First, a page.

6. #179 thepoodlebites at 00:47 AM on 27 May, 2011 The best-sited stations show no century-scale trend in diurnal temperature range in the lower 48 states. Time-of-observation corrected minimum temperature measurements at poorly sited stations have grown increasingly warm, compared to the best sited stations Very important finding, for it trashes one of the 10 Indicators of a Human Fingerprint on Climate Change (number 7). If an increased greenhouse effect is causing global warming, we should see certain patterns in the warming. For example, the planet should warm faster at night than during the day. This is indeed being observed (Braganza 2004, Alexander 2006). Unfortunately what is observed, is just the opposite. That is, the decreasing trend in diurnal temperature range is entirely due to poor station siting, which means it is a local thing, not a global one. The phenomenon is important enough to have a separate post at this site: The human fingerprint in the daily cycle. Now this claim has to be retracted as soon as practicable (ASAP). Journal of Geophysical Research - Atmospheres, 2011 in press (accepted 6 May 2011) doi:10.1029/2010JD015146 Analysis of the impacts of station exposure on the U.S. Historical Climatology Network temperatures and temperature trends Fall, S., A. Watts, J. Nielsen-Gammon, E. Jones, D. Niyogi, J. Christy & R. A. Pielke Sr. The logic is pretty simple and undeniable. If global warming is caused by an increased greenhouse effect, then the planet should warm faster at night than during the day. The planet is not warming faster at night than during the day. Therefore global warming is not caused by an increased greenhouse effect. (A => B) & ~B implies ~A. There is no escape route.
  7. thepoodlebites "The best-sited stations show no century-scale trend in diurnal temperature range in the lower 48 states." And with a lovely grinding noise the goalpost is moved. Watts started that project to "demonstrate" that poor siting induced a long term false trend in mean temperatures. It did not, as his analysis demonstrated. He found higher variances in poorly sited stations - no huge surprise. And now he's claiming that's invalidating the temperature record? Please...
  8. #182 KR at 02:52 AM on 27 May, 2011 And with a lovely grinding noise the goalpost is moved. KR, you are smarter than that, it's about attribution. It is a serious issue, can't make it go away by simple handwaving.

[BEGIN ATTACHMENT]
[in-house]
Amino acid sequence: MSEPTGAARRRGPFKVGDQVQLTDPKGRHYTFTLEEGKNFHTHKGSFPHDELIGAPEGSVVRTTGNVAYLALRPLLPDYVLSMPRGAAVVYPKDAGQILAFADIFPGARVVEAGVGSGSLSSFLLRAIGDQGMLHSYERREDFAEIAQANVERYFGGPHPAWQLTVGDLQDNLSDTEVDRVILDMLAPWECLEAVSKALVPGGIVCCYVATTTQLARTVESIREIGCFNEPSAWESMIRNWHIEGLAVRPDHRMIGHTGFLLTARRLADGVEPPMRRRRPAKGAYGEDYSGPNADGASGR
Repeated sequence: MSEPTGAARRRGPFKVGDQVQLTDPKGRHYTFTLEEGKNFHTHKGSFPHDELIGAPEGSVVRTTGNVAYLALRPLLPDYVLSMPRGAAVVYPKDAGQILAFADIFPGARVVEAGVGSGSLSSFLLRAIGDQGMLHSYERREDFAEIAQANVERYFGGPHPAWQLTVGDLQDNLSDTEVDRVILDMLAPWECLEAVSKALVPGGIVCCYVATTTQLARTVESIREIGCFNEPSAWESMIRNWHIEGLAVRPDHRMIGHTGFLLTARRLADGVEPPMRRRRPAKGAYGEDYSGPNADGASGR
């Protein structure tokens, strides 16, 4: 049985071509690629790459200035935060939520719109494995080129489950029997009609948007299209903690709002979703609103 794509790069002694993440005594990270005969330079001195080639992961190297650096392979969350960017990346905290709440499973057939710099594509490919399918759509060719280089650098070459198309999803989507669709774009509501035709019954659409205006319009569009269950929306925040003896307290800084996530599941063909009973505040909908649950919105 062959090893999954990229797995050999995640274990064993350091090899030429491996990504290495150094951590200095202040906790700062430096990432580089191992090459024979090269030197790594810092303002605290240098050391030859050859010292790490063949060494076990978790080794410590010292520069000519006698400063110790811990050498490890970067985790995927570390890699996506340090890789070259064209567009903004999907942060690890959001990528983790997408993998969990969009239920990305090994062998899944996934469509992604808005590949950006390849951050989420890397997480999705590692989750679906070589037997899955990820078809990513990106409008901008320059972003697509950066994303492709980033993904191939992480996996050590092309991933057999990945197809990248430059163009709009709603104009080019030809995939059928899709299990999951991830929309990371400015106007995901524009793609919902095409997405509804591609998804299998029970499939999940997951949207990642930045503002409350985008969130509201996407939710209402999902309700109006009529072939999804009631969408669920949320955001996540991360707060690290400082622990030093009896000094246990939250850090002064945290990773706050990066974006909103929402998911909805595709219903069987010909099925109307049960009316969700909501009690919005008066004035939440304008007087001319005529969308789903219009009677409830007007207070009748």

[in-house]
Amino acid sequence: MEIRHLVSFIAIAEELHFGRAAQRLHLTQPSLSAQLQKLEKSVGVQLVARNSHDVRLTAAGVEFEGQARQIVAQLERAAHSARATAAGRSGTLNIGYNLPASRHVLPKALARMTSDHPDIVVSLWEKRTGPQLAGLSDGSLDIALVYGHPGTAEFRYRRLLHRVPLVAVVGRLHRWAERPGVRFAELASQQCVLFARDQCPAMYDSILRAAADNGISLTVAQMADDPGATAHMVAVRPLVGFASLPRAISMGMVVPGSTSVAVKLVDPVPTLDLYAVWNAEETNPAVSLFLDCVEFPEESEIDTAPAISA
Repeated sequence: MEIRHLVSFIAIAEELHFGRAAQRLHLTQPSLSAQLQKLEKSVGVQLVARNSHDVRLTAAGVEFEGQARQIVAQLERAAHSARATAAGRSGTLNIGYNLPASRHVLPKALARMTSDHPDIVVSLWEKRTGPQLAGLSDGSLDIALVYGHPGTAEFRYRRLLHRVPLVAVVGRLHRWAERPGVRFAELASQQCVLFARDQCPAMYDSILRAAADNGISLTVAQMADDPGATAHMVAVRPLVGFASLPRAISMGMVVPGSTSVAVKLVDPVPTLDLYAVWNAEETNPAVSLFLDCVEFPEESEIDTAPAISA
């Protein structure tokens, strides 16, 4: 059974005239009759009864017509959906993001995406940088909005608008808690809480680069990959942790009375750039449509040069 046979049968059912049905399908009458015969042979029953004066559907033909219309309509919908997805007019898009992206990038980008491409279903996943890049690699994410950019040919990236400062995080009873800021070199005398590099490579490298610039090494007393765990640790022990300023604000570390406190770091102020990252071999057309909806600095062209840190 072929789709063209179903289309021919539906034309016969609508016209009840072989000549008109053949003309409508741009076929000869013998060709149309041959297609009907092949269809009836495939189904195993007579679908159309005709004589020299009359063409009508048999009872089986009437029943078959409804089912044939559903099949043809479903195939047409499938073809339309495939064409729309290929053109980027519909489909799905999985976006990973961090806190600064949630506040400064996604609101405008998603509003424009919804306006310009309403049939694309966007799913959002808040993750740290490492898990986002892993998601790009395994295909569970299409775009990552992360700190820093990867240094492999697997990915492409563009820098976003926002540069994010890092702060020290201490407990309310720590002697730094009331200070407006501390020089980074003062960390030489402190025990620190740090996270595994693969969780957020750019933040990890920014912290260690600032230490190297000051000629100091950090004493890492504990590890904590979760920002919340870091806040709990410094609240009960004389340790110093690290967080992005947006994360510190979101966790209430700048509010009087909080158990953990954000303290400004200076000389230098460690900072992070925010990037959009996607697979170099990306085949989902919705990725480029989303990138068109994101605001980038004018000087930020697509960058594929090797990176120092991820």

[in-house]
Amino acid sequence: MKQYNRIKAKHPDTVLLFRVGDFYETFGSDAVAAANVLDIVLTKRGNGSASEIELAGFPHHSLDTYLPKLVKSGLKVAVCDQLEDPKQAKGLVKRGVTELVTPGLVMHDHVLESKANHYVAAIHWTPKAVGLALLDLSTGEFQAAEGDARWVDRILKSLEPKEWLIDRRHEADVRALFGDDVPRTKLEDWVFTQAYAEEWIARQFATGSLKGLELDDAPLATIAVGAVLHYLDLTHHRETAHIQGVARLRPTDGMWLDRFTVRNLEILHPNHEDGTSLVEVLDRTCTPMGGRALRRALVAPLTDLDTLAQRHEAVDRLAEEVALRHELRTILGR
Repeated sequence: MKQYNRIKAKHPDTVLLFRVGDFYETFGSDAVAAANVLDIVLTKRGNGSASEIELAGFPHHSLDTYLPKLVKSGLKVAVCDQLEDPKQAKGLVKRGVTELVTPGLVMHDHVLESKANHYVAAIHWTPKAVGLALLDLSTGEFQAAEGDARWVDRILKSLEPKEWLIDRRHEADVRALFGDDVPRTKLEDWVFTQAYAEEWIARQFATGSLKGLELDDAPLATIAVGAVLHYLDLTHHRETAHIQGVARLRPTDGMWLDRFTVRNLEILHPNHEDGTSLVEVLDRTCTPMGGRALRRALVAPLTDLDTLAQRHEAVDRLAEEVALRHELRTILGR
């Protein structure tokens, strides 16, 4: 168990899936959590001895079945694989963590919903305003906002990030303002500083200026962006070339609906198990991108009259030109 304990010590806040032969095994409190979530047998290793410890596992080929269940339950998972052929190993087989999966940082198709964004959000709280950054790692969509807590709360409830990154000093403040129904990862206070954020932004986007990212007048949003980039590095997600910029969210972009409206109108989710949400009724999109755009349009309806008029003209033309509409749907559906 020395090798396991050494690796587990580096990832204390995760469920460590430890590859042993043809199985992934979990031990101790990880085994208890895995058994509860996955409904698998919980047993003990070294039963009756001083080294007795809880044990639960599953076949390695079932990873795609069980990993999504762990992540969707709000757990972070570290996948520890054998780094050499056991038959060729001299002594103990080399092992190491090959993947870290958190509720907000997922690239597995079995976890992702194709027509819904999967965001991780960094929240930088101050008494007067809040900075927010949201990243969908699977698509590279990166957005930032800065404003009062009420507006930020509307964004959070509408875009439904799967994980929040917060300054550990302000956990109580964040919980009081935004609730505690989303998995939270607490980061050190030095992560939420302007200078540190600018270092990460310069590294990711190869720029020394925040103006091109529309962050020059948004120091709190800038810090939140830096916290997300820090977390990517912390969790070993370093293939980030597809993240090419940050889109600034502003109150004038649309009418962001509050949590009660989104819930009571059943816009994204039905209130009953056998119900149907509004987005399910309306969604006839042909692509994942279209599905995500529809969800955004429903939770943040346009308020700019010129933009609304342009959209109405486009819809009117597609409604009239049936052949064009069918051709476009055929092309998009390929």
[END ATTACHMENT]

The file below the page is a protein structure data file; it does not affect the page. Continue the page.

9. Not so fast BP and Poodle, Zhou et al. (2010): "Observations show that the surface diurnal temperature range (DTR) has decreased since 1950s over most global land areas due to a smaller warming in maximum temperatures (Tmax) than in minimum temperatures (Tmin). This paper analyzes the trends and variability in Tmax, Tmin, and DTR over land in observations and 48 simulations from 12 global coupled atmosphere-ocean general circulation models for the later half of the 20th century. It uses the modeled changes in surface downward solar and longwave radiation to interpret the modeled temperature changes. When anthropogenic and natural forcings are included, the models generally reproduce observed major features of the warming of Tmax and Tmin and the reduction of DTR. As expected the greenhouse gases enhanced surface downward longwave radiation (DLW) explains most of the warming of Tmax and Tmin while decreased surface downward shortwave radiation (DSW) due to increasing aerosols and water vapor contributes most to the decreases in DTR in the models. When only natural forcings are used, none of the observed trends are simulated. The simulated DTR decreases are much smaller than the observed (mainly due to the small simulated Tmin trend) but still outside the range of natural internal variability estimated from the models." As for "There is no escape route." Indeed, Watts has been hung by his own petard. And Fall et al. (2010) is not without its problems. I will concede that DTR is perhaps not the best fingerprint for AGW, just because it is affected by so many factors other than GHGs, and there are clearly problems measuring it. The changes in the seasonal patterns (winter warming faster than summer) is a robust fingerprint. Looks like SkS will have to do a post to refute the chatter in denier circles about the Fall et al. paper.